German Travel Stories from our Culture Shock Contest, How Do You Say “Funny” in German?
There might be this misconception that Germans have no sense of humor (although their musical choices would indicate otherwise.) But these charming, silly and touching travelers’ stories prove Germany not only has a funny side, but there’s a warmth to be found where an iron curtain once stood.
Have a travel story to tell? We all do. Share with us! Now on to the geschichte (stories).
Many of our stories from all over Europe end up in the toilet. Here are a few more that rely on potty humor. For instance, why are women in the men’s room?
Twice, in Germany, I was in a public rest room standing at the urinal minding my own business and a female attendant came in to flush all the toilets! She came right up to me, looked in the urinal next to me and flushed. First time in Nurernberg and the second time while on a tour of Neuschwanstein.- Chris Kaelin, Florida
All over Europe, you may encounter pay toilets. On the plus side, that money usually means a clean facility and a napkin to dry your hands. But when handing over that spare change, make sure it’s the right currency, or this could happen to you.
Four of us traveled across Germany a few years ago. At the Austrian border, we had to change trains. Desperate to use the restroom, we finally located it on one side of the Austrian train station. We climbed the few steps and opened the door. There stood a very tall, sturdily-built woman with a broom in her right hand, and her left hand outstretched. Seems it was a pay toilet and she wanted money — a first for us Oklahomans! We produced the only coins we had – German – and held them up to her. At that she became enraged and began screaming at us. With help from others, we learned that she was telling us that we were NOT to put that DIRTY GERMAN MONEY into HER hand! We tried to convey that we’d just entered Austria and as yet had no Austrian money and that we really needed access to a toilet. Continuing to scream at us, she raised the broom to a horizontal position and effectively blocked the door to “her” restroom. As we turned to leave and started down the stairs in defeat, we felt the sting of her triumphant final salvo. Yes, she actually swept her pile of accumulated dirt directly into our retreating backsides! Thank goodness our Austrian train came fairly soon for our attempt to complain resulted only in the shrugging of the ticket agent’s shoulders. One can only hope the introduction of the Euro has brought her peace. — Sally Burr of Kansas
Before traveling to a foreign country, it’s best to learn some basic words: Hello, thank you and most importantly…bathroom.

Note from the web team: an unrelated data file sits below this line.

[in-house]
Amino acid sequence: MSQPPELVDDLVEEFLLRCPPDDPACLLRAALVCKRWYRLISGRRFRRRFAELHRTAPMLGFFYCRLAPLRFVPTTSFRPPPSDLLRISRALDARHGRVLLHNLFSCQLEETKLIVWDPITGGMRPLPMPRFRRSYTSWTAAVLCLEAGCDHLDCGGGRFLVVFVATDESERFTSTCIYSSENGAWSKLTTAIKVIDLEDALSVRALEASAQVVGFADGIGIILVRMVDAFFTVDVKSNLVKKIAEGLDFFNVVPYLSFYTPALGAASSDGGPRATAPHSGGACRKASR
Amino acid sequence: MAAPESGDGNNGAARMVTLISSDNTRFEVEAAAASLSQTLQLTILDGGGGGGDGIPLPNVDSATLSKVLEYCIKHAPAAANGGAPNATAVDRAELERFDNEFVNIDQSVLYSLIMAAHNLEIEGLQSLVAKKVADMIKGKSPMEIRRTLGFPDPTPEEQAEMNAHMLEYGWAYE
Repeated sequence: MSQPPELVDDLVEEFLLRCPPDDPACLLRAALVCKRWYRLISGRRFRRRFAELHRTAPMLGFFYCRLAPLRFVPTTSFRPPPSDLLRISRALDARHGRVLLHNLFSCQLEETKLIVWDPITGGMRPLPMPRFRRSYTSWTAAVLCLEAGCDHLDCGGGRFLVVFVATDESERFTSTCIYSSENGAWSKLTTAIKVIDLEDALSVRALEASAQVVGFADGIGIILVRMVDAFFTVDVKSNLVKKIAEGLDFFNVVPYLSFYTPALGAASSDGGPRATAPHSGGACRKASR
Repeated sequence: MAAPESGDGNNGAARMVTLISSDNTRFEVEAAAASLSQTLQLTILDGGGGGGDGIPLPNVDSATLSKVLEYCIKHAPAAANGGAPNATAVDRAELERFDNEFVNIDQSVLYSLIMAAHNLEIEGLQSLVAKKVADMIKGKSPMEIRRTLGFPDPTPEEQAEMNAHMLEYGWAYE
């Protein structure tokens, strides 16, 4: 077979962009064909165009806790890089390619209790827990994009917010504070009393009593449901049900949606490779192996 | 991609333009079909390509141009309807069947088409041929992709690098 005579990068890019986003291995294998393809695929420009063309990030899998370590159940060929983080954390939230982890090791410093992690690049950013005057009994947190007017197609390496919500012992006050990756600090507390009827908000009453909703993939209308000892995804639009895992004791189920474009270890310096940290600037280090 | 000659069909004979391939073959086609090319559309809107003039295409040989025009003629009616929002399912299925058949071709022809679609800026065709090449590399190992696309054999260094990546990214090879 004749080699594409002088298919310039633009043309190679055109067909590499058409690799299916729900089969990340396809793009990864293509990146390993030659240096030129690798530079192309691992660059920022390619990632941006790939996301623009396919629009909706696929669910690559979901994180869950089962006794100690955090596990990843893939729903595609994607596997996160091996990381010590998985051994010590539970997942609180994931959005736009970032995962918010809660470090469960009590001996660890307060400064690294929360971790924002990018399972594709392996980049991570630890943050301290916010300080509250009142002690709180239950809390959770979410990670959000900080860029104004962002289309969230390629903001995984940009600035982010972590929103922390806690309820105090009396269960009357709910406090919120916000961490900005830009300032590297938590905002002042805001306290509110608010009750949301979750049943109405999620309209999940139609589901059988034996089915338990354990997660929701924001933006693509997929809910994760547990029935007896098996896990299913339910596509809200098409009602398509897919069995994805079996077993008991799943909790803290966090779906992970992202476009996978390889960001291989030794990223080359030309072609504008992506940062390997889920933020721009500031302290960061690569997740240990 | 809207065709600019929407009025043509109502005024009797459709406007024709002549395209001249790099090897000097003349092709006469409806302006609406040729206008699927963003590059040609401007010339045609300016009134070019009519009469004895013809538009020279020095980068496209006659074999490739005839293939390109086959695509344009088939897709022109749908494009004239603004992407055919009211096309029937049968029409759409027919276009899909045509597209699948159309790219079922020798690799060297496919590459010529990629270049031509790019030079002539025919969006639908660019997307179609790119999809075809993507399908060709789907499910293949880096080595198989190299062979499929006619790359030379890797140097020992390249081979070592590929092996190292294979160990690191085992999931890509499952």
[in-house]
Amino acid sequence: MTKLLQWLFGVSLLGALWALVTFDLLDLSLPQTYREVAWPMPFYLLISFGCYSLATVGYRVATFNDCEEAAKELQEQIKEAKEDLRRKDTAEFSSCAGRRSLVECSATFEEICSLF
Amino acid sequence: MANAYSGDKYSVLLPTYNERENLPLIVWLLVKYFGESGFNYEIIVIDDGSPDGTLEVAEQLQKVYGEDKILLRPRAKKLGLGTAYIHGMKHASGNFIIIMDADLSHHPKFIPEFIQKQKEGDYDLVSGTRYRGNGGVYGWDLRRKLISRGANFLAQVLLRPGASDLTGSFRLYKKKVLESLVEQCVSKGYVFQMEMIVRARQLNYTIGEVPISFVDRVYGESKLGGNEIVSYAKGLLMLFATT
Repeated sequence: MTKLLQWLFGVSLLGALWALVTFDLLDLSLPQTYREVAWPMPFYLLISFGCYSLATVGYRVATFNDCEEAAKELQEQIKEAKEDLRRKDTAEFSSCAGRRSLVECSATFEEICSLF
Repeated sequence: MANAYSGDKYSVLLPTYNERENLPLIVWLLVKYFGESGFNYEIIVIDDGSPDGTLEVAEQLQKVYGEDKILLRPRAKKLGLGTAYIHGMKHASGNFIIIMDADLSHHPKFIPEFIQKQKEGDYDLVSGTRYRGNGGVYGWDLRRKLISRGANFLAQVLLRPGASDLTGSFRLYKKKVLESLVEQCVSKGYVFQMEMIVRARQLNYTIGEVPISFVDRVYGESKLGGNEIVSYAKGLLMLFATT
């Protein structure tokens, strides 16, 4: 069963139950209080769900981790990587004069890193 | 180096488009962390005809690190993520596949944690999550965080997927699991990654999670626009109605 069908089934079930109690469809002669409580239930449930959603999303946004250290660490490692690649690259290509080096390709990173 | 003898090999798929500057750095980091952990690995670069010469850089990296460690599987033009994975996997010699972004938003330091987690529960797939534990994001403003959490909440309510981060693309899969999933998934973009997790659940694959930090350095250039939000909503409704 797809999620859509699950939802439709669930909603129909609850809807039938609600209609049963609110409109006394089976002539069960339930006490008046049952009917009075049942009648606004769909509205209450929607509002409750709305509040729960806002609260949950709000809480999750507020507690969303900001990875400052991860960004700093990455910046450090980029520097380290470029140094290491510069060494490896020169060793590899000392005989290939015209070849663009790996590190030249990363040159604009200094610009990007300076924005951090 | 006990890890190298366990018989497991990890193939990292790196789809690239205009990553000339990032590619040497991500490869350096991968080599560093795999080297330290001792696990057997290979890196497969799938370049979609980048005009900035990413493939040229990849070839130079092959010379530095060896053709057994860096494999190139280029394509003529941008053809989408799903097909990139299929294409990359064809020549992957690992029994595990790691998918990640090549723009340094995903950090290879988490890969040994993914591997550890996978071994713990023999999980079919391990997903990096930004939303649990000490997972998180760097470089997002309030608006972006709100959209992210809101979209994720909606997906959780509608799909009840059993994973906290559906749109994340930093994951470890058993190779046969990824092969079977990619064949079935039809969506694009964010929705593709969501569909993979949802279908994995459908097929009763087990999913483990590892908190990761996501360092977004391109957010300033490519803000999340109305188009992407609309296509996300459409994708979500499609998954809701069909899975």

My future husband and I met in Kaiserslautern, Germany in 1978. He and my family were stationed there as members of the USAF. On one of our first dates we traveled to Saarbrucken to see a Queen Concert and needed to go to the bathroom. I thought I tried every way to say bathroom in German and the entire staff and most of the patrons were, by now, actively involved in trying to help me. Finally a young hostess understood what I was asking for and yelled “ah, toiletten” from her station all the way across the room. The crowd erupted in applause for her and I, quite red-faced with embarrassment by now, was shown downstairs to the facilities to the head-nodding and smiles of all. I thought my future husband would never stop laughing. Although I thought I would die of embarrassment at the time, now it is one of my most cherished memories. the concert we stopped for dinner at a nice gasthause (restaurant). Midway through our meal I realized I needed to use the restroom. Embarrassed, I wandered around the restaurant hoping to see the picture of a woman on a door. No such luck. I finally attempted to ask our waitress, but couldn’t seem to translate. — Karen Lasen Washington
And then, there is the universal language: Beer.
While visiting East Germany alone, I became really intimidated with the hustle and bustle of Leipzig. I don’t speak any German and found it hard to get around. I did, however, manage to find a pub full of Leipzig locals and decided I needed a drink. No one spoke English, but the names of different alcohols are universal. 4 hours and too many drinks to count later, the locals were teaching me German words with a newspaper and we all sang American songs that they happened to know. What a great time! — Gary Harkrader of Virginia
We love this story best. It just showcases the best of humanity. No matter where you are, where you’re from, kindness is always kaiser.
On my first trip to Europe, I traveled with my Eurail Pass. I was alone and recovering from a broken foot four months earlier, so I had a bit of a limp and a little trouble negotiating the aisles and platforms with my suitcase and duffel. I was very exciting and a bit nervous my whole journey but enjoyed every minute meeting wonderful families and people along the way. I had never been on a train before and learned all the “rules” of travel by watching others. I always tried to be at the door when the train stopped so I wouldn’t be in the way of other hurried travelers. One stop as I waited for the train to slow, the doors opened and suddenly I was picked up under my arms and gently placed on the platform. I was a little shocked and when I turned around there were two very good looking young men with beautiful smiles. One had picked me up and the other got my bags off the train. They told me in their cute German accent that they noticed I was having trouble at the last stop (they had been on the same train before) and wanted to help. I was in awe! That strangers would notice and take it upon themselves to act and help out another stranger on a train. I thanked them and they wished me a safe trip and went on their way. This was the most unexpected and kind gesture anyone has ever done for me! — Theresa Kennewick of Washington